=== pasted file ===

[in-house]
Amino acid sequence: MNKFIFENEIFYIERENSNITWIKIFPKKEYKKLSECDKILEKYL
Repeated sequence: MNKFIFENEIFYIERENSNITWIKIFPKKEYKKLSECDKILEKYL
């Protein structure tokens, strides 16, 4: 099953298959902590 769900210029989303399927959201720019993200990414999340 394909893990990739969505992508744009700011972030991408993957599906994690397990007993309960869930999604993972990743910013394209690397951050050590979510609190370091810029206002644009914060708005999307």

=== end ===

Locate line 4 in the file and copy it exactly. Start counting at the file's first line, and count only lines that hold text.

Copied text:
């Protein structure tokens, strides 16, 4: 099953298959902590 769900210029989303399927959201720019993200990414999340 394909893990990739969505992508744009700011972030991408993957599906994690397990007993309960869930999604993972990743910013394209690397951050050590979510609190370091810029206002644009914060708005999307």